Alcohol can be an expensive headache


by a Newsnet reporter

The average UK citizen knocks back approximately 5,800 pints and 8,700 glasses of wine in the course of a lifetime resulting in 726 hangovers.

A survey of 2,000 people by Benenden Healthcare Society showed we drink three nights a week having an average of nine drinks, working out at 468 a year.

An average person spends £58,201 on alcoholic beverages in a lifetime.  More than half of us sup at home (57%) with less than one in five (17%) going to the pub.


The research revealed the average person begins experimenting with alcohol at 14 years of age.

Four out of 10 of us can’t go without a drink for more than a week at a time and 1 in 10 found it difficult to go two days without a drink.


40% of people drink to ‘unwind’ from of the day’s or week’s trials and tribulations while 17% cited  ‘escapism’; both are synonymous with the stress of life in general.

20% said they need a drink in order to have fun on a night out with friends.


Injuries due to accidents and violent behaviour in town centres result in A&E departments being filled to the brim more often than hospitals would wish to see.

Liver disease is a risk and a reality for those who overindulge; bearing in mind one person’s ability to metabolise alcohol is not the same as another’s.  The resulting liver disease can prove lethal.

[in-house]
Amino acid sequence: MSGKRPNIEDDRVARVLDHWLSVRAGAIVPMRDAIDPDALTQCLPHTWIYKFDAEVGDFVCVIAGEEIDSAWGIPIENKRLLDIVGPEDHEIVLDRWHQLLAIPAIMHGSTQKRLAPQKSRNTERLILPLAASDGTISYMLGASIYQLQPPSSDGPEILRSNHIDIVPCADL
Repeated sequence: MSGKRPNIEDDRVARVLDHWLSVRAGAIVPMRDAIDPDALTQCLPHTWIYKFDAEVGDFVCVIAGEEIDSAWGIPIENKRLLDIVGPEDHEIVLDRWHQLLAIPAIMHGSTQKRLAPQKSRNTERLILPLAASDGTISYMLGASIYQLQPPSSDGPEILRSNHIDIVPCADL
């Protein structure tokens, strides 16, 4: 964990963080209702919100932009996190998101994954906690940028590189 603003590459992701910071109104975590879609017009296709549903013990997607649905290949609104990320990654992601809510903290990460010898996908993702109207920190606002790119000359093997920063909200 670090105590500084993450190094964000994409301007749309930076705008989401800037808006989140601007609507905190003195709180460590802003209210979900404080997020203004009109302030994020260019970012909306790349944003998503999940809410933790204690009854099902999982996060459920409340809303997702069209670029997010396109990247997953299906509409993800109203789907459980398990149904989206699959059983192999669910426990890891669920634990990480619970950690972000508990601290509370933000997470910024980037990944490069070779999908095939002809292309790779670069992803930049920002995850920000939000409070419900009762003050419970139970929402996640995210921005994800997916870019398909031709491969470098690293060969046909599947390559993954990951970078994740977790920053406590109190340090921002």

Some individuals are thought to be genetically predisposed to alcoholism and require much less alcohol than the average to become addicted to it – alcoholism is the result.

Alcoholism is a risk for anyone who drinks too much and too often.

Film star Richard Burton – who cut his life short with alcohol – said, “You realise you’re an alcoholic when it’s 9 o’clock in the morning and you’re halfway through your second bottle of vodka”.


The Scottish government were last year prevented from bringing in legislation that would have allowed alcohol to be priced at a level determined by alcoholic content.  With a majority in the Scottish parliament expect the minimum price per alcohol legislation to be voted through in this second SNP term.

Those reading this may have overindulged and regretted the morning after the night before – haven’t we all – but take solace in the fact that you’re not alone.  If today is not one of the days after then allow yourself a wee smile in contemplation of those intoxicated souls having exercised a measure of control less than yourself.